Stan Nowak Presents: Be Aware of Buyer’s Right to RescindNovember 18th, 2015 by
Written by Carrie Rossenfeld | San Diego
Be Aware of Buyer’s Right to Rescind
SAN DIEGO—Parties to a contract can rescind, or unwind, the contract if it was consummated based on mistake, CREW San Diego member Ariel Bedell of the Loftin Firm, P.C. tells GlobeSt.com. We spoke exclusively with Bedell about the buyer’s right to rescind, how it affects sellers and what they should do to prevent themselves from getting caught in a legal loophole when it comes to real estate contracts.
GlobeSt.com: How does the seller’s right to rescind work in a real estate contract?
Bedell: In general, parties to a contract can rescind, or unwind, the contract when it was consummated based on mistake, fraud, duress, or undue influence (Civil Code § 1689(b)(1)). When a contract is rescinded, whether by agreement of the parties or by the court, the contract is essentially treated as though it never came into existence, and the parties are placed in the position they were in prior to the contract.
In real estate transactions, after the close of escrow, parties do not likely consider rescission as a potential remedy in a dispute; however, a recent California Court of Appeal case demonstrated that the right to rescind the purchase agreement may be an appropriate resolution.
GlobeSt.com: Tell us about that case.
Bedell: Sellers often rely on two common practices to protect them from potential liability. First, they are generally required to make certain disclosures and assume that the buyer will perform his own extensive investigations of the property, whether commercial or residential. Second, sellers rely on the common “as-is” provision, which provides that the buyer is purchasing the property as is, with all faults. Buyers and sellers generally interpret this provision to mean thatthe buyer will investigate all things concerning the property and will assume the risk for not fully investigating or discovering any necessary facts about the property.
The Court of Appeal’s recent decision in Wong v. Stoler illustrated that a seller’s inaccurate or incomplete disclosure may give rise to the right of the buyer to rescind the contract. In short, the sellers of the property in question (a $2.35-million residential property) disclosed various facts about the property, including that it was connected to the public sewer system and was not part of an owners’ association. After the close of escrow in 2008, and after the buyer substantially demolished the home in preparation of commencing extensive renovations, it was discovered that the home was in fact connected to a private sewer system (which impacted the renovations) and that there was an unofficial owners’ association that was responsible for maintenance of the private system.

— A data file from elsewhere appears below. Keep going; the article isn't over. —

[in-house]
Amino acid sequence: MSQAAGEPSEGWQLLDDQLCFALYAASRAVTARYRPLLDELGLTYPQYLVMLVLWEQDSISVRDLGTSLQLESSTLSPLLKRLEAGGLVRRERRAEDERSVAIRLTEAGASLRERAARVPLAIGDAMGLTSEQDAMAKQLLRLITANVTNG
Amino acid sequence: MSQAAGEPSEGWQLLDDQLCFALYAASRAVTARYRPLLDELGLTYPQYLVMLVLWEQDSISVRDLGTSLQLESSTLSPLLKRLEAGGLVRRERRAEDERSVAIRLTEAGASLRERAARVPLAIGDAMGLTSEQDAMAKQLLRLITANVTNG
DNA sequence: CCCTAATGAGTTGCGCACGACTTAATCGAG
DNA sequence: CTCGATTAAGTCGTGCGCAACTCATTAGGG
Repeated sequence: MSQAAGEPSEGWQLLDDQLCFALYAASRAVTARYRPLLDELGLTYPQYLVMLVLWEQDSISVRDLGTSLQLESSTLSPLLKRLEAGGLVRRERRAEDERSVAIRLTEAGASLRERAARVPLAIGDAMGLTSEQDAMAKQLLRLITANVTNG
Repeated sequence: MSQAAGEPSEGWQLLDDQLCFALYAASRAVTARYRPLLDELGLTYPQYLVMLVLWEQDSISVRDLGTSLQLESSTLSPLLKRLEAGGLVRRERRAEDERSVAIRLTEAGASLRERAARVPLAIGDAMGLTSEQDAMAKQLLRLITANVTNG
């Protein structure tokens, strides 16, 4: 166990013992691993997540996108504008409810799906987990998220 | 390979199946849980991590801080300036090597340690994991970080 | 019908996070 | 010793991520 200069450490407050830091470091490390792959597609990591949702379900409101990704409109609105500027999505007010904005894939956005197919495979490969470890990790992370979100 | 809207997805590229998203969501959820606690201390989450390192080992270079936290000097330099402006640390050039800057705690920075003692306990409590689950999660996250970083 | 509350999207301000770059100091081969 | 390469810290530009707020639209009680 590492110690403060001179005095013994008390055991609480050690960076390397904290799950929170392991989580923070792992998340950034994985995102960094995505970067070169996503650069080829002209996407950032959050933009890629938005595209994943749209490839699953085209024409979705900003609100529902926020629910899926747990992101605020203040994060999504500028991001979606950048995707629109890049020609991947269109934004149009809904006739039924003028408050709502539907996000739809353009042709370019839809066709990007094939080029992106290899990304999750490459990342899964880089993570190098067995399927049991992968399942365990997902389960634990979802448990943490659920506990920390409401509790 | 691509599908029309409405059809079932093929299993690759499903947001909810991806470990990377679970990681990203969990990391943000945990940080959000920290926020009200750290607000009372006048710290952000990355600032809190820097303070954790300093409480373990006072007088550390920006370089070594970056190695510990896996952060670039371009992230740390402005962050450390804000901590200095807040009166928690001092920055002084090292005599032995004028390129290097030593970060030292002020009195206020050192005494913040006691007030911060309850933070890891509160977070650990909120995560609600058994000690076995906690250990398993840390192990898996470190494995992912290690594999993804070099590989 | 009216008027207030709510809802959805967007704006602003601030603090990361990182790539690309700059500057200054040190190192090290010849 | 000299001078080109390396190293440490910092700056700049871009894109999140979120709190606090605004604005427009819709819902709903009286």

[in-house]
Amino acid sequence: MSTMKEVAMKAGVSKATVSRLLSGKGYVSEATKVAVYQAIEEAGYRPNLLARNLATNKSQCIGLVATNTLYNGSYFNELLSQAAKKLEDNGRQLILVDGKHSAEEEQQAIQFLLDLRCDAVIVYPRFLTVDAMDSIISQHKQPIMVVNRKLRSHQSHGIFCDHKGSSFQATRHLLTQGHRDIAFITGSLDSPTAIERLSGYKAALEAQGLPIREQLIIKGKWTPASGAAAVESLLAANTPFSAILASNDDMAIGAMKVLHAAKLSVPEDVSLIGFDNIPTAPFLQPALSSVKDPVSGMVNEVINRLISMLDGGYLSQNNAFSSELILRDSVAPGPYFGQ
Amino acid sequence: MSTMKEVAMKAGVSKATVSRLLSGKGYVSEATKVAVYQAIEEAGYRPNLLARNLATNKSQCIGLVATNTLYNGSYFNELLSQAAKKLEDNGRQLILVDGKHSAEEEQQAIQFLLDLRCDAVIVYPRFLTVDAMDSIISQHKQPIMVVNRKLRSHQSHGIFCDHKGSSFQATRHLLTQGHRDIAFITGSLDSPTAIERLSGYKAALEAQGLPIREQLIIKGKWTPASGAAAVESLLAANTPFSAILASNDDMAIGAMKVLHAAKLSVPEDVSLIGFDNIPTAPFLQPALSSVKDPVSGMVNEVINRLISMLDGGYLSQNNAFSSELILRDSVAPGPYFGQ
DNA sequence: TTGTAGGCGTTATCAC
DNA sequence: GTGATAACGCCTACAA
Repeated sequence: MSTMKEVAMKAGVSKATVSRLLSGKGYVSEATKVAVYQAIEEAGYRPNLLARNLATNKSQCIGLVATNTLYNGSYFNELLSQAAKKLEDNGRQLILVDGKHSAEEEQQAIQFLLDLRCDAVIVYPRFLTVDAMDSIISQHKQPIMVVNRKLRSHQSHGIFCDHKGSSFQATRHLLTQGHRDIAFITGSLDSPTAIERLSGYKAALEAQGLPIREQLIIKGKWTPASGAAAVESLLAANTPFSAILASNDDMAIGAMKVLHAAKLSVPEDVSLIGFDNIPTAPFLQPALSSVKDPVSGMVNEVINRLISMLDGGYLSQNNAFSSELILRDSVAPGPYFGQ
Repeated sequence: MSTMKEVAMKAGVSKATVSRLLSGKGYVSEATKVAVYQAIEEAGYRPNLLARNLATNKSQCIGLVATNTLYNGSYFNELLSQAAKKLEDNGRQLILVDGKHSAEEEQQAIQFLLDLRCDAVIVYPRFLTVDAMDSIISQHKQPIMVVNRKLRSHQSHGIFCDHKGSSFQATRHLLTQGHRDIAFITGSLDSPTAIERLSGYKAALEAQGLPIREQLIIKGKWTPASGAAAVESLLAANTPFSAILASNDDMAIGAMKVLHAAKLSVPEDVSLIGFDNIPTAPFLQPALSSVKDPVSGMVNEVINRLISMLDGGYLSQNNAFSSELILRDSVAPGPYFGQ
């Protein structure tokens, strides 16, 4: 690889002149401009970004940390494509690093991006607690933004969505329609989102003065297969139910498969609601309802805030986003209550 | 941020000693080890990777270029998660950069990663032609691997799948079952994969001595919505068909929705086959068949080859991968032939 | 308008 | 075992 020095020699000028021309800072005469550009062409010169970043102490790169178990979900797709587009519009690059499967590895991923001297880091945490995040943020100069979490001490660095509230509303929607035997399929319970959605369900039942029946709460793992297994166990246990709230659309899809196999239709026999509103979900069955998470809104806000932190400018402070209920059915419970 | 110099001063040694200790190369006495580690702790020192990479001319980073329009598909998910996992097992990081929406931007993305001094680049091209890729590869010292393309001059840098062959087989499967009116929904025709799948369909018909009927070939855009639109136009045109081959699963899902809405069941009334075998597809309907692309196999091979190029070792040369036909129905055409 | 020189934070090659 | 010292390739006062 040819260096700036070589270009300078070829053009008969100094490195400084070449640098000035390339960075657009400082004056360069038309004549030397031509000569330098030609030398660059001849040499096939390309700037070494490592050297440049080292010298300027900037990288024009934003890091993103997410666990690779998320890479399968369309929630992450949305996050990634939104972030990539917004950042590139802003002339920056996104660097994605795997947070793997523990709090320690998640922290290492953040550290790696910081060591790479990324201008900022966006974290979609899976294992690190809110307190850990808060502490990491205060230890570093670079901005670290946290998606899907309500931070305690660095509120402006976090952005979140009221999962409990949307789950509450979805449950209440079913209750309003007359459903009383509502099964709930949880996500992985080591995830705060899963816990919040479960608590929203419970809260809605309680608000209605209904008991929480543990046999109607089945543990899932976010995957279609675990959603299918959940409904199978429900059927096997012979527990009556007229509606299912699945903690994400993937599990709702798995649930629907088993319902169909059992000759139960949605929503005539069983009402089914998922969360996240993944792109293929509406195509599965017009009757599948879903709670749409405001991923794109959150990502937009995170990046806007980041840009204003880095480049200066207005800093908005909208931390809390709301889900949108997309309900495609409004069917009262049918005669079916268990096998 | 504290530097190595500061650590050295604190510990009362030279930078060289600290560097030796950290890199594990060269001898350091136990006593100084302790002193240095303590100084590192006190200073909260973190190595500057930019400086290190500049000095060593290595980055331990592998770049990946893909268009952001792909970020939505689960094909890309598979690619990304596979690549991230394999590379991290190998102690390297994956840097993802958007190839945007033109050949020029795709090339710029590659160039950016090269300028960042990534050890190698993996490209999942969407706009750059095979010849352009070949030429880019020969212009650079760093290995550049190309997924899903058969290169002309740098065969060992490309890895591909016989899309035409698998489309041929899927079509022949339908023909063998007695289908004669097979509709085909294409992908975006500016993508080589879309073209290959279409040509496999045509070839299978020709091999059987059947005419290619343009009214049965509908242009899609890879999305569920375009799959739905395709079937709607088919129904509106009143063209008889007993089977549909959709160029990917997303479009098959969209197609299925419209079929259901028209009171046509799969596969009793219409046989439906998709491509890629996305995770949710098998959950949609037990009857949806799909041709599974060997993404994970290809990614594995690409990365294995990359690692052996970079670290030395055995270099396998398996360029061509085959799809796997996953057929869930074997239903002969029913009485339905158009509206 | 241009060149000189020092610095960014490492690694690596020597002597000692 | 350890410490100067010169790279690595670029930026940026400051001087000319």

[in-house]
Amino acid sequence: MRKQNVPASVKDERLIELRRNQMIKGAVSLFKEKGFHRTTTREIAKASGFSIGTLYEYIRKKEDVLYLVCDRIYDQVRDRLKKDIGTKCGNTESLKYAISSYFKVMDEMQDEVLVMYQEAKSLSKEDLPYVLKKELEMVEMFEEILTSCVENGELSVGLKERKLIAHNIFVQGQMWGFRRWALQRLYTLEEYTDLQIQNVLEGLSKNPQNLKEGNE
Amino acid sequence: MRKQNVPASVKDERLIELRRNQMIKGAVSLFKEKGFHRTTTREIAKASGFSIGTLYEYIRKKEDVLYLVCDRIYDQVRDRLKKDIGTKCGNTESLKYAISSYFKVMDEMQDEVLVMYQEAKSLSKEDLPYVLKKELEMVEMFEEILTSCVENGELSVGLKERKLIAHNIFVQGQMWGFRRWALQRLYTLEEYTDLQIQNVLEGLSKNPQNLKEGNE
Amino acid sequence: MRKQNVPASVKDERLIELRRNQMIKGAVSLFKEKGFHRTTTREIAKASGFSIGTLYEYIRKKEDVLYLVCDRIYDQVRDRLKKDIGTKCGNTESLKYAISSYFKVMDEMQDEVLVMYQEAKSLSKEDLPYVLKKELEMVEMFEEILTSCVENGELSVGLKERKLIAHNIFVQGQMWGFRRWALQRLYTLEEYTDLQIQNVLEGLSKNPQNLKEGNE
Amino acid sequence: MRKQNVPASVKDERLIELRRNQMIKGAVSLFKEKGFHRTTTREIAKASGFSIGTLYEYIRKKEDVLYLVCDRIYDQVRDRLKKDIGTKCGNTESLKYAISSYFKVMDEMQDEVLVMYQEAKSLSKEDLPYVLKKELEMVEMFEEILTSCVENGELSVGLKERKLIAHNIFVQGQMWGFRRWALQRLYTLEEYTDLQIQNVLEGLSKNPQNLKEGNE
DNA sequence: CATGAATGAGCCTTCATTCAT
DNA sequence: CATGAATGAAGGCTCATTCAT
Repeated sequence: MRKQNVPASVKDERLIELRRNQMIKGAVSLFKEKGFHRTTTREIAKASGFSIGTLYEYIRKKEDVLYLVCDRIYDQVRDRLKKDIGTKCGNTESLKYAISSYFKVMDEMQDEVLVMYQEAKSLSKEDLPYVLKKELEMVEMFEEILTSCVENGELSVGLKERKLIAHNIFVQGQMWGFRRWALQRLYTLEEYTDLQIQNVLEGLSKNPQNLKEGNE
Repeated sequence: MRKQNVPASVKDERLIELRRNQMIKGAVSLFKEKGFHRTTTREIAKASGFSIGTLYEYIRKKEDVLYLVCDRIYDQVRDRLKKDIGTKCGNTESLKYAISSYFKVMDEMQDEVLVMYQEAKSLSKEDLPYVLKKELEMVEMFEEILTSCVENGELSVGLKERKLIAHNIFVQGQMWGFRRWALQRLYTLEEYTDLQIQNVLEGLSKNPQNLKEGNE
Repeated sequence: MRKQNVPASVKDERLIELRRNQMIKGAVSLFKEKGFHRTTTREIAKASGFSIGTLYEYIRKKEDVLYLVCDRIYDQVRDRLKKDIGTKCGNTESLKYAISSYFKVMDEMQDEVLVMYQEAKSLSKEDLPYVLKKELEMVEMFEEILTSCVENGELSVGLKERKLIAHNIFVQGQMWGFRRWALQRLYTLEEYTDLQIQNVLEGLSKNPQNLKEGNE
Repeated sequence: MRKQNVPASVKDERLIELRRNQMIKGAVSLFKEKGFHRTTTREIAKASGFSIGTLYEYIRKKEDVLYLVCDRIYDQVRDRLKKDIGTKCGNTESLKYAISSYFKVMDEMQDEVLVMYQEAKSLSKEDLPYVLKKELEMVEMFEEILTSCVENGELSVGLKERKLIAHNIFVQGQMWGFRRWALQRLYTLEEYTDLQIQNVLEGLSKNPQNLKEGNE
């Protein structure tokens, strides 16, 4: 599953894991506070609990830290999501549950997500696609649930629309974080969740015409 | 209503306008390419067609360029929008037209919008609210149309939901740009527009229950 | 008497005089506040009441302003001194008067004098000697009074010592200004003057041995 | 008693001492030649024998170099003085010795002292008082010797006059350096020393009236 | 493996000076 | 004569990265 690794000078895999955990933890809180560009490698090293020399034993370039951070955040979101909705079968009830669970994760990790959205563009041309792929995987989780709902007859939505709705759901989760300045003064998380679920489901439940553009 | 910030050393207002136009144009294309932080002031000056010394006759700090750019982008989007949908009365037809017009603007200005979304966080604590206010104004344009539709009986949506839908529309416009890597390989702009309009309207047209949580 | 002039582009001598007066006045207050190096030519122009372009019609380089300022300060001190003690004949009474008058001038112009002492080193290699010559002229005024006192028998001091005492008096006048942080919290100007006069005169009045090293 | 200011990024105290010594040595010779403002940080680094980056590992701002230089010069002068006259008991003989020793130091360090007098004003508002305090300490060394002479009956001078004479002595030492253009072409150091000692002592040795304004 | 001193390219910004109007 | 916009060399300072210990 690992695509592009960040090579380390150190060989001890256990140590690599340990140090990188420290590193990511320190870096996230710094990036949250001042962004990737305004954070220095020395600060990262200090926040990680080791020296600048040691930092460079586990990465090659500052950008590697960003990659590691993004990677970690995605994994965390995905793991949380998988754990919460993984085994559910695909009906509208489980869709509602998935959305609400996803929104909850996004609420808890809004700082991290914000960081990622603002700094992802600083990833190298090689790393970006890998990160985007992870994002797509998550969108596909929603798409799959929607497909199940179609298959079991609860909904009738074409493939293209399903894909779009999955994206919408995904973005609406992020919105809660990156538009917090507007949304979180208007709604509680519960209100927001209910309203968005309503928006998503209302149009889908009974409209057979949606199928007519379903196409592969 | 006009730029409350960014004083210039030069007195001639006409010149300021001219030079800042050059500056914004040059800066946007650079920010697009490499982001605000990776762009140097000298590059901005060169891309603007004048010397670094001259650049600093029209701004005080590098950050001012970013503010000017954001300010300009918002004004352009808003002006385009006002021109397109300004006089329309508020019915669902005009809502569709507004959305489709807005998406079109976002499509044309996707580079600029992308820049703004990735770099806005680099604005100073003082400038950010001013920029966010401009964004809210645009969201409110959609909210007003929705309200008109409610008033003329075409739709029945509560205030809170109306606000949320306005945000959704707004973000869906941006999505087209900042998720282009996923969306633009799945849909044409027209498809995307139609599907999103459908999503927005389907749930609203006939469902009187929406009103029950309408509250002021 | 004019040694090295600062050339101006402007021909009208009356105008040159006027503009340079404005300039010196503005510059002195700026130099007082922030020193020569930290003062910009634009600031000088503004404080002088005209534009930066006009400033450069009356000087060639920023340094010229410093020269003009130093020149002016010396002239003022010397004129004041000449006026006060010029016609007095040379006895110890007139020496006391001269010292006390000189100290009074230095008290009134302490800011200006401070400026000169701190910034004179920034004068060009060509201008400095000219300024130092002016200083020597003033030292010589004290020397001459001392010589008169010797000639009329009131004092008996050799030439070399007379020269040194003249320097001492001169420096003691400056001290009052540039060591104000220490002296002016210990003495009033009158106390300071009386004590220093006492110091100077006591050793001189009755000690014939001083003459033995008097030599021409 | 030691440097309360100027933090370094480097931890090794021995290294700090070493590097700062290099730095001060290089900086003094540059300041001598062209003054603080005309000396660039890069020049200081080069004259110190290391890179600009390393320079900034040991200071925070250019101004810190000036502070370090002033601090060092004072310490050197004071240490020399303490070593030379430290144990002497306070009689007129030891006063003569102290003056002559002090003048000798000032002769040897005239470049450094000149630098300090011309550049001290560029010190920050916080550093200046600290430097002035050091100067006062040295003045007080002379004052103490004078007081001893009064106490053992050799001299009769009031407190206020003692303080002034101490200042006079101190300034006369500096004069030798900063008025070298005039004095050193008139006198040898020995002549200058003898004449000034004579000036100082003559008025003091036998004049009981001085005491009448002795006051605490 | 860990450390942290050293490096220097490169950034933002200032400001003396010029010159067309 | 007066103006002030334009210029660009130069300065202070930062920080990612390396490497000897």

The buyers sought to rescind the contract due to the increased risk and costs of ownership due to the private system and the potential decrease in value upon future re-sales because of these issues (as opposed to damages, which would be the generally assumed remedy in this case). It came to light that the sellers negligently disclosed the fact that the home was connected to a public sewer system vs. the private sewer system.
GlobeSt.com: What was the outcome?
Bedell: In this case, the “as-is” provision and the buyers’ own investigation into the home did not prevent the buyers from seeking the remedy of rescission. Ultimately, the court determined that the property should be turned back over to the sellers despite the fact that the unwinding of the transaction would be complicated due to the buyers’ extensive renovations (and that the sellers had moved and renovated a new property).
GlobeSt.com: What’s the takeaway for our readers?
Bedell: Regardless of whether this case is an outlier in terms of the remedy granted by the court, sellers of real property, whether commercial or residential, need to be wary of the disclosures they provide. A seller’s unintentional inaccuracy can lead to unintended consequences, as demonstrated in Wong. Relying on memory or one party’s recollection may not be sufficient. Commercial transactions tend to include an extensive list of disclosures and limitations on those disclosures (including no duty on the part of the seller to investigate the accuracies of the disclosures); but this case raises the question of whether the limitations will ultimately provide protections in the event of inadvertent inaccuracies in the disclosures.
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